West Sussex

Last updated 21/09/06


Pagham Harbour



The Reserve covers 1450 acres, about half of which is saltmarsh and mudflats, while the rest comprises farmland, copses, lagoons, reedbeds and shingle beaches.

This is a tremendously important site for breeding, passage and wintering waders and wildfowl. Huge flocks of Dunlin, Ringed Plover, Wigeon and Pintail occur, among many others, such as Brent Geese and almost all the other winter waders. Terns breed in some numbers, as do Ringed Plovers. Peregrines are almost ever-present these days, breeding as they do on nearby Chichester Cathedral.

Offshore, a wintering gathering of Slavonian Grebes is a highlight - 20+ is a regular count, while the record is over 50! Great Northern Divers and "white-winged" gulls sometimes occur too, along with passing seabirds, including Arctic Skua and auks.

Sidlesham Ferry pool and the adjacent sewage works and agricultural fields attract plenty of waders and other migrants, and Water Pipits are regular in spring and winter.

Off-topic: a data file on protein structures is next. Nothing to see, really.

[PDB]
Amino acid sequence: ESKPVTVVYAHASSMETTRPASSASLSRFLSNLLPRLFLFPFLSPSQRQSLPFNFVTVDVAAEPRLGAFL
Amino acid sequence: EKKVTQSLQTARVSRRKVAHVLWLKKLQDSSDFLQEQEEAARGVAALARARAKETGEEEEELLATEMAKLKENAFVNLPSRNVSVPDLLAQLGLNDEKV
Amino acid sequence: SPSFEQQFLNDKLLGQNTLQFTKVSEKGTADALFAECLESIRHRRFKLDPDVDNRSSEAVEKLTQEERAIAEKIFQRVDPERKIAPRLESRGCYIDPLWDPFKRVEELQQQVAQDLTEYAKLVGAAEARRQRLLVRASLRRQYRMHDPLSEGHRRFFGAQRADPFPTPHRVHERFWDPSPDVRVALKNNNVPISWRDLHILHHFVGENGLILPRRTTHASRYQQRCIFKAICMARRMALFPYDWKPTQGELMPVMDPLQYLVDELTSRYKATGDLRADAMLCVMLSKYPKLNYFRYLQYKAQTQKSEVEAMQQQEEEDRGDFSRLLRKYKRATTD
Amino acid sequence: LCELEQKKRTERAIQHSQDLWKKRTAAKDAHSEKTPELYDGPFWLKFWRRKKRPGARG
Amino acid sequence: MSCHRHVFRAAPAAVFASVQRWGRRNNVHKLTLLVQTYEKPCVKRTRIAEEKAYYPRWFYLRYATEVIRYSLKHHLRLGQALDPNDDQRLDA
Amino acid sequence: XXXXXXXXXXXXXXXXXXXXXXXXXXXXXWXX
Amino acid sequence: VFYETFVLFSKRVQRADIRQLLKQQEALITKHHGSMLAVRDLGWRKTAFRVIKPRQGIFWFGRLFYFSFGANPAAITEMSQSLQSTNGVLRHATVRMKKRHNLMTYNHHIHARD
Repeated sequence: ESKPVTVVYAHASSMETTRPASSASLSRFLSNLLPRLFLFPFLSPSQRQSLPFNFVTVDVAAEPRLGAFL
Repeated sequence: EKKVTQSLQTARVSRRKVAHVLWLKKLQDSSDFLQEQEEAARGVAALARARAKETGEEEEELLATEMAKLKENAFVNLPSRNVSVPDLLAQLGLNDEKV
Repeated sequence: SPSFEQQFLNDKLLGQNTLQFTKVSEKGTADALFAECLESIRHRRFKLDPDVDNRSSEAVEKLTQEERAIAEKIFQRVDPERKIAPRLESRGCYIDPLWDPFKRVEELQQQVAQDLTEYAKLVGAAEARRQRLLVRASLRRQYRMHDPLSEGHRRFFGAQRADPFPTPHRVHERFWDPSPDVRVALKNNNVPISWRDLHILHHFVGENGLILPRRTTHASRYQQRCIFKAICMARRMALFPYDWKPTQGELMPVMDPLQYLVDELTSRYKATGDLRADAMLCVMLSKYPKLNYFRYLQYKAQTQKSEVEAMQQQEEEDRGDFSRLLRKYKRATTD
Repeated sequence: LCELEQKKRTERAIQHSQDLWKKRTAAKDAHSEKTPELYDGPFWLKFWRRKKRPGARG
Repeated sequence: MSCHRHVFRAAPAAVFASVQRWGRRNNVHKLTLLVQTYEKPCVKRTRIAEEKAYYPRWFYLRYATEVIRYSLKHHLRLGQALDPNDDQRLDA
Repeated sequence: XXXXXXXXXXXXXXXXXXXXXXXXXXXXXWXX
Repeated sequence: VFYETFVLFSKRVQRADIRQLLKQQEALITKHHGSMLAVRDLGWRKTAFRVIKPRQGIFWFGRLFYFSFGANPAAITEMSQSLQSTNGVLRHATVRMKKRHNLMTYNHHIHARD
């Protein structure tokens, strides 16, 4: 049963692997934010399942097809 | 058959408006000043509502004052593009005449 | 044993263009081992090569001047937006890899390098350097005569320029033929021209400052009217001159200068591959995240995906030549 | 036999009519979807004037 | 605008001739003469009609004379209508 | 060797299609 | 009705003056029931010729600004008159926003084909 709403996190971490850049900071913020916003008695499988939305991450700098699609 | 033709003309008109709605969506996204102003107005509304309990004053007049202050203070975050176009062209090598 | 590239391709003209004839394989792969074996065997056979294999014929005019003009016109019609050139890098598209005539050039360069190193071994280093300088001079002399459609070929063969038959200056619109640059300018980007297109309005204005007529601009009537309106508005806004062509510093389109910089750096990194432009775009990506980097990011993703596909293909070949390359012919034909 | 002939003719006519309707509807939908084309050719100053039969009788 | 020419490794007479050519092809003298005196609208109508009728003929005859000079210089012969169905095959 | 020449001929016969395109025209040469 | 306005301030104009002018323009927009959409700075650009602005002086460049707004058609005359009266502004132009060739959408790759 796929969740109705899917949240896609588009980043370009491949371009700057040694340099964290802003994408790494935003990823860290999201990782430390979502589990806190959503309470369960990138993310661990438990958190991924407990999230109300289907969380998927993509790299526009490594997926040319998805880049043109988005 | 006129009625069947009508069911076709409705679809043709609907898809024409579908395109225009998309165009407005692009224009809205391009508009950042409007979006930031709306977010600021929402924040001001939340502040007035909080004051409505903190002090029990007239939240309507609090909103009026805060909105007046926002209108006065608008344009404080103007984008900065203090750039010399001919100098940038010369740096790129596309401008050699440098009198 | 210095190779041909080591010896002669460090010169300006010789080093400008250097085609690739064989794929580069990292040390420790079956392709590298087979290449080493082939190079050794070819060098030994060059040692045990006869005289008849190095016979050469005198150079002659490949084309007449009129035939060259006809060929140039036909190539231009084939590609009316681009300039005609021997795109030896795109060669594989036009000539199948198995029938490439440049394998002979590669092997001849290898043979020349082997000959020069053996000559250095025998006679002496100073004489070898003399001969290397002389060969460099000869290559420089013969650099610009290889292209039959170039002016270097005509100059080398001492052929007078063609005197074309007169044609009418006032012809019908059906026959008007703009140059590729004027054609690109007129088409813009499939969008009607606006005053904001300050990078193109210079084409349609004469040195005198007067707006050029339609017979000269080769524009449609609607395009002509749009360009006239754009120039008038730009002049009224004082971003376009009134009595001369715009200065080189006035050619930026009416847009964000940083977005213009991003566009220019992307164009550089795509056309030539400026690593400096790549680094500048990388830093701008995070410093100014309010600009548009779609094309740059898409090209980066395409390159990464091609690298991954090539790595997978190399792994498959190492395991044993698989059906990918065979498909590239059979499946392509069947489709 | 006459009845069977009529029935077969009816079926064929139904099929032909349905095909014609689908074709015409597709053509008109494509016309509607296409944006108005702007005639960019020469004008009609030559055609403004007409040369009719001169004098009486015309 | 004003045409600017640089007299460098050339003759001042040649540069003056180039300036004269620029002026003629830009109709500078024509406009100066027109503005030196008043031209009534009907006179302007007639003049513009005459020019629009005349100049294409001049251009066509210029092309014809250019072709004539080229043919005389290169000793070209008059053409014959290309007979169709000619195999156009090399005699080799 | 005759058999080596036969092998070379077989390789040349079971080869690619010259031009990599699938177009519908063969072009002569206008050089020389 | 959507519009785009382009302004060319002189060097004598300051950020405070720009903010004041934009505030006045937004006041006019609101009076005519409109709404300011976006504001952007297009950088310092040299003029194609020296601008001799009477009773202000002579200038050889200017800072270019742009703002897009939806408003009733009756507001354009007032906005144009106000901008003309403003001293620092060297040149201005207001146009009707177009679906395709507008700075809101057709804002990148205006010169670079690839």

Rarities can occur in the area - highlights in recent years have included Trumpeter Finch, Booted Warbler, Collared Pratincole, Collared Flycatcher, Buff-breasted Sandpiper, Long-billed Dowitcher, Marsh Sandpiper, Kentish Plover, Wilson's and Red-necked Phalaropes, Tawny Pipit and Aquatic Warbler.

Selsey Bill



Selsey Bill is best-known for its seabird potential - in former years, it was also a well-known passerine migration spot, but house building has severely limited the potential of late. Nevertheless, scarce migrants like Hoopoe, Serin and other overshoots are seen annually.

Seabird passage is at its best in spring, with the big feature being Pomarine Skua, which pass through in the first three weeks of May. Each year, one birder inherits the title "Selsey Pom King", awarded for the highest total count of the spring. Other birds to be seen include all the regular up-Channel migrants, especially terns, scoter, Manx Shearwater, Arctic Skua and sometimes Storm Petrels. Autumn passage is much less predictable, but is inevitably best after major storms. At this season, Bonxies tend to feature more strongly.

The neighbouring fields to the west around Bracklesham have recently been purchased by the RSPB and have a great deal of potential - they held a Buff-breasted Sandpiper a few years ago, and on one speculative autumn visit, we ourselves found Wryneck and Monarch Butterfly there.

Back to Neighbouring Counties

Back to Local Sites

Back to the home page